I once struggled with the idea of separating artist from art. Not anymore.
I will (sort of) give Donald Trump some backhanded credit, this one time. His presidency made a few things so much easier to figure out–things literally connected to black and white. As in, do you support white supremacy or don’t you?
Country artist Morgan Wallen does. And, upon figuring that out, much of the country music community immediately separated itself from Wallen this week, after he was caught on tape dropping an N-bomb. Wallen was dropped from radio airplay and his label “suspended” him. He’d just released a successful record. This publication thought highly of it. In response to last week’s news, sales and streaming numbers are actually spiking.
If racism doesn’t piss you off, something’s wrong.
It’s racist in any context. There are a lot of words in the English language to joke around with one’s friend. Find another one or stop talking.
What initially jumped at me was the spike in Wallen’s record sales immediately afterward, according to Rolling Stone. Upon further review, a month after murderous racists stormed the United States Capitol, that should not surprise anyone.
This is getting so tiresome.
Not the conversations about race; we need more of those. How else do we get better if we don’t talk? Ignoring it and hoping it goes away didn’t work. How else do we look out for each other–all of us, not just the ones who look like us and believe the things we do?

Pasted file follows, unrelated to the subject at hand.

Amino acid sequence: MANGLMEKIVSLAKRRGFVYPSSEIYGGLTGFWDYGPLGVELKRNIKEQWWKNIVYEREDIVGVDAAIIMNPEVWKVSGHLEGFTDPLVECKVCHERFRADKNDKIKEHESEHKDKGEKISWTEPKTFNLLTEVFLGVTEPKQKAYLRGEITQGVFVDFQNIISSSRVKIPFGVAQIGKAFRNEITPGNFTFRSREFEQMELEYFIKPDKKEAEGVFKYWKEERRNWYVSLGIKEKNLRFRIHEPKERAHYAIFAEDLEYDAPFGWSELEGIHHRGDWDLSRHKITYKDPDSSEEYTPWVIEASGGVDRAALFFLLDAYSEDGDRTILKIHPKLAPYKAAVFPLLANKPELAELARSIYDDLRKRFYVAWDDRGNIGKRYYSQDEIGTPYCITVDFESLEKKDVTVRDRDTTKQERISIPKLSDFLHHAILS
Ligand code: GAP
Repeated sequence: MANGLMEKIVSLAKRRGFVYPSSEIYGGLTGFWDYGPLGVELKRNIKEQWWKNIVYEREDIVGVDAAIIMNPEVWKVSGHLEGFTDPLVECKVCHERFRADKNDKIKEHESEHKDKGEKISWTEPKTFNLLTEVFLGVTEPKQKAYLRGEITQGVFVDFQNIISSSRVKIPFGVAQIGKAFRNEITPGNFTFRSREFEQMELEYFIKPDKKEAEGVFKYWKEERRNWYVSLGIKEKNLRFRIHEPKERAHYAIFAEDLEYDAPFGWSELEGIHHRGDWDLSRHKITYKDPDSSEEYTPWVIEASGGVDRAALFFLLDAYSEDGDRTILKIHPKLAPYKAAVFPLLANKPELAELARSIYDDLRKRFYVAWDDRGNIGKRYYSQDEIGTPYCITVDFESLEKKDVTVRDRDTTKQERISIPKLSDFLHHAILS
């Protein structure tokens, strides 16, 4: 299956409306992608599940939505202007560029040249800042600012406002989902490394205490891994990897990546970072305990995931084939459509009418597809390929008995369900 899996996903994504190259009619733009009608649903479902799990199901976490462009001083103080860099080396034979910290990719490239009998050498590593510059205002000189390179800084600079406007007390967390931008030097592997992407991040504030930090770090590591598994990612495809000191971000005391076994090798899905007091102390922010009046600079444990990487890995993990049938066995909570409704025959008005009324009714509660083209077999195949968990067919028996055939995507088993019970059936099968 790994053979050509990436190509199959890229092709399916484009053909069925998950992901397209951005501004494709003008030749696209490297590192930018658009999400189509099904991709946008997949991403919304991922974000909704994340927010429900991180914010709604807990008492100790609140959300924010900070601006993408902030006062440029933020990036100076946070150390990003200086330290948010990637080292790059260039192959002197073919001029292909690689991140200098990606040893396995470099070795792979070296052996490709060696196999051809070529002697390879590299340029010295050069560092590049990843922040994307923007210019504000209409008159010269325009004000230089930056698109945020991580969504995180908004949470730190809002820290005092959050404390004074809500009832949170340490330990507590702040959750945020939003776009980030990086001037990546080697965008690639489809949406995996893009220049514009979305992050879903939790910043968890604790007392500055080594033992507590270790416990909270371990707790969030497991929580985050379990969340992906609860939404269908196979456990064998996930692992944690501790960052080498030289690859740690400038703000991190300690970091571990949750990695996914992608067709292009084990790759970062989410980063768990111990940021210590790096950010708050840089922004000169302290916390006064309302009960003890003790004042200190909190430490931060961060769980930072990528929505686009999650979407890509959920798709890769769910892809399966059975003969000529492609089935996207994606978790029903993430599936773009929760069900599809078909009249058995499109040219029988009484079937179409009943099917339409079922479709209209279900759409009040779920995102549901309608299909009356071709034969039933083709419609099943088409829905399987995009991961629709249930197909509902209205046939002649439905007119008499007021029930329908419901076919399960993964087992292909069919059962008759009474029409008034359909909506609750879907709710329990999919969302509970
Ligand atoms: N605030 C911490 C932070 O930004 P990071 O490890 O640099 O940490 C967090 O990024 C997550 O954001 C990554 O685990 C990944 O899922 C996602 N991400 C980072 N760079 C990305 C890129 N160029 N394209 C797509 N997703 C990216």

As a kid, I wondered what would happen if angry space aliens–so different they can just mean-look us to death–invade the planet when James T. Kirk happens to be on vacation and we’re on our own.
In my scenario, among humans, three races each got a third of the pieces necessary for the giant guns. Another race got the giant bullets. Another race had the big space platforms needed to shoot at the angry aliens.
Suddenly we’re no different and better work together fast. Simplistic, to be sure, but humans seem to require being spoken to like a 6-year-old.
A more realistic way to expose and eliminate racism on a planet where Earthlings share 99.99 percent of genetic material is to finally shine a light in the small crevices and corners in which the powerful lived for decades, telling themselves things are better and they bear no responsibility.
We elected a Black president; actually a mixed race president. Racism must’ve certainly ended, as some apologists pointed out. We forgot this is America, where the one-drop rule had legal standing some places not that long ago.
We also forgot about gravity, and how it always releases the pendulum at its highest point. It swung back the other way and, voila, we got Trump, an Andrew Jackson fanboy openly courting white extremists. A rich, white fascist so in touch with his blue-collar voters that he believed they needed an ID to buy groceries.
Now it’s out there. We flipped the kitchen light late at night and exposed the cockroaches. And we have to decide what to do about it.
Is it fair to decide whether to listen to someone’s music based on whether they think it’s OK to drop an N-bomb, even in (supposed) jest? I used to wonder, but not anymore. I still believe extremism in any direction is mostly bad, but it’s no longer 1955 (when it was still inexcusable, but one could more plausibly point out it still takes a long time to turn around the cultural ocean-liner).
People are saying our country hasn’t been so ideologically divided since the Civil War. That’s not true. It always been at least this divided; some of us were just in position to ignore it. It feels like there’s no way to reconcile or excuse supporting art made by people who practice racism.
People have no excuse anymore. Let’s start with Morgan Wallen.
Follow music critic Tony Hicks at Twitter.com/TonyBaloney1967.